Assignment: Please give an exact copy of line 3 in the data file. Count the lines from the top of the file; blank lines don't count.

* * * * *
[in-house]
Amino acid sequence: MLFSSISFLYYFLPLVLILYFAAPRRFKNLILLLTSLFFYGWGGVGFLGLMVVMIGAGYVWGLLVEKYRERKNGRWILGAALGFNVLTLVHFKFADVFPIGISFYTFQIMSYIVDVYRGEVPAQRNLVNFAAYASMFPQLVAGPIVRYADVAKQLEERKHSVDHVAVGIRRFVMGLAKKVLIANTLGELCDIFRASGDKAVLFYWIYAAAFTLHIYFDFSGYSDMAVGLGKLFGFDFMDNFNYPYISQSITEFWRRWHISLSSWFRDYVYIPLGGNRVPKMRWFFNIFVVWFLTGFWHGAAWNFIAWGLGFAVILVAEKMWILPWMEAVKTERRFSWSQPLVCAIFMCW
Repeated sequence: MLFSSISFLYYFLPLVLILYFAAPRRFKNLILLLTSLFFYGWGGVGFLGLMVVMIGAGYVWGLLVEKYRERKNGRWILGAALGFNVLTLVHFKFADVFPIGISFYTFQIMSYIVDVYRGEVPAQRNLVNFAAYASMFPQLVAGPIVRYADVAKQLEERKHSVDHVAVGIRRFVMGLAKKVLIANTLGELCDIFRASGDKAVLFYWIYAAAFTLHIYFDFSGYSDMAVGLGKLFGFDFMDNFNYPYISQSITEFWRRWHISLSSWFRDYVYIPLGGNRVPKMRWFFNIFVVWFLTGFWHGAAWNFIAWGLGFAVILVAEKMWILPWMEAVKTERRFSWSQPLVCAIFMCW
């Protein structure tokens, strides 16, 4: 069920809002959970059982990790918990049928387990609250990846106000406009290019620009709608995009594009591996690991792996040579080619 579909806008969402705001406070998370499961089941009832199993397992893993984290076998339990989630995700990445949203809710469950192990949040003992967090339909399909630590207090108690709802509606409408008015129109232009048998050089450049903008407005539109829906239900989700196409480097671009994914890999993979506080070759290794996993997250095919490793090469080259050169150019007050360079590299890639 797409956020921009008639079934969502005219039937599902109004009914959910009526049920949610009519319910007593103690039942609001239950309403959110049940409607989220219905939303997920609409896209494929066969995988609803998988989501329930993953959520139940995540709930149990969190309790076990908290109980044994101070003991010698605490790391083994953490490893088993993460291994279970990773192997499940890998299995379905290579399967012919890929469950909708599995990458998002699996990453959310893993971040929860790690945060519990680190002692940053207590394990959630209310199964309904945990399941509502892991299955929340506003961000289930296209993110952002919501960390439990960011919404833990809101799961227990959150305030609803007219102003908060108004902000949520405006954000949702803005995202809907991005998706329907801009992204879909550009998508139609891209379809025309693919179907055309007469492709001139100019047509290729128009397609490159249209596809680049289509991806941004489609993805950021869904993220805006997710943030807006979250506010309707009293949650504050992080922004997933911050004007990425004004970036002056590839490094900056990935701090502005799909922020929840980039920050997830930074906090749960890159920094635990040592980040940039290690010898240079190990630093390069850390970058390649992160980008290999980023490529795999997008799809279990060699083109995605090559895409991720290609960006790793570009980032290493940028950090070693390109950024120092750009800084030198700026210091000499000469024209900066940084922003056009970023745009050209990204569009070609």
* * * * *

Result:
Repeated sequence: MLFSSISFLYYFLPLVLILYFAAPRRFKNLILLLTSLFFYGWGGVGFLGLMVVMIGAGYVWGLLVEKYRERKNGRWILGAALGFNVLTLVHFKFADVFPIGISFYTFQIMSYIVDVYRGEVPAQRNLVNFAAYASMFPQLVAGPIVRYADVAKQLEERKHSVDHVAVGIRRFVMGLAKKVLIANTLGELCDIFRASGDKAVLFYWIYAAAFTLHIYFDFSGYSDMAVGLGKLFGFDFMDNFNYPYISQSITEFWRRWHISLSSWFRDYVYIPLGGNRVPKMRWFFNIFVVWFLTGFWHGAAWNFIAWGLGFAVILVAEKMWILPWMEAVKTERRFSWSQPLVCAIFMCW